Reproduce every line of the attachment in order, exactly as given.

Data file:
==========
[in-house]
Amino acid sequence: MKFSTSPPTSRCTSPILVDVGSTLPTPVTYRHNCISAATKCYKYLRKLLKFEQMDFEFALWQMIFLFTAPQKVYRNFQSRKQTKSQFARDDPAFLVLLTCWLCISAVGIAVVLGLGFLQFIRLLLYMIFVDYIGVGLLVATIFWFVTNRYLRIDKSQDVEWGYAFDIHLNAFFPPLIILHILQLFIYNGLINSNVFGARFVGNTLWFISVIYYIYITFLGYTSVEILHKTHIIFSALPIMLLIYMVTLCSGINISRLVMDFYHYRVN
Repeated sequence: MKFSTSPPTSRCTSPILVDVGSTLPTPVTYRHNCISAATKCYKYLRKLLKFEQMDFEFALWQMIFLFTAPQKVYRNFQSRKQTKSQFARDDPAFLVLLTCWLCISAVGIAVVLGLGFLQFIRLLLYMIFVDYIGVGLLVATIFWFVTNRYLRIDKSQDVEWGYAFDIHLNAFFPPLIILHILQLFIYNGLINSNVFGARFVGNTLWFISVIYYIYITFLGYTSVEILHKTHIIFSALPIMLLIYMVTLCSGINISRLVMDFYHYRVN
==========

[in-house]
Amino acid sequence: MKFSTSPPTSRCTSPILVDVGSTLPTPVTYRHNCISAATKCYKYLRKLLKFEQMDFEFALWQMIFLFTAPQKVYRNFQSRKQTKSQFARDDPAFLVLLTCWLCISAVGIAVVLGLGFLQFIRLLLYMIFVDYIGVGLLVATIFWFVTNRYLRIDKSQDVEWGYAFDIHLNAFFPPLIILHILQLFIYNGLINSNVFGARFVGNTLWFISVIYYIYITFLGYTSVEILHKTHIIFSALPIMLLIYMVTLCSGINISRLVMDFYHYRVN
Repeated sequence: MKFSTSPPTSRCTSPILVDVGSTLPTPVTYRHNCISAATKCYKYLRKLLKFEQMDFEFALWQMIFLFTAPQKVYRNFQSRKQTKSQFARDDPAFLVLLTCWLCISAVGIAVVLGLGFLQFIRLLLYMIFVDYIGVGLLVATIFWFVTNRYLRIDKSQDVEWGYAFDIHLNAFFPPLIILHILQLFIYNGLINSNVFGARFVGNTLWFISVIYYIYITFLGYTSVEILHKTHIIFSALPIMLLIYMVTLCSGINISRLVMDFYHYRVN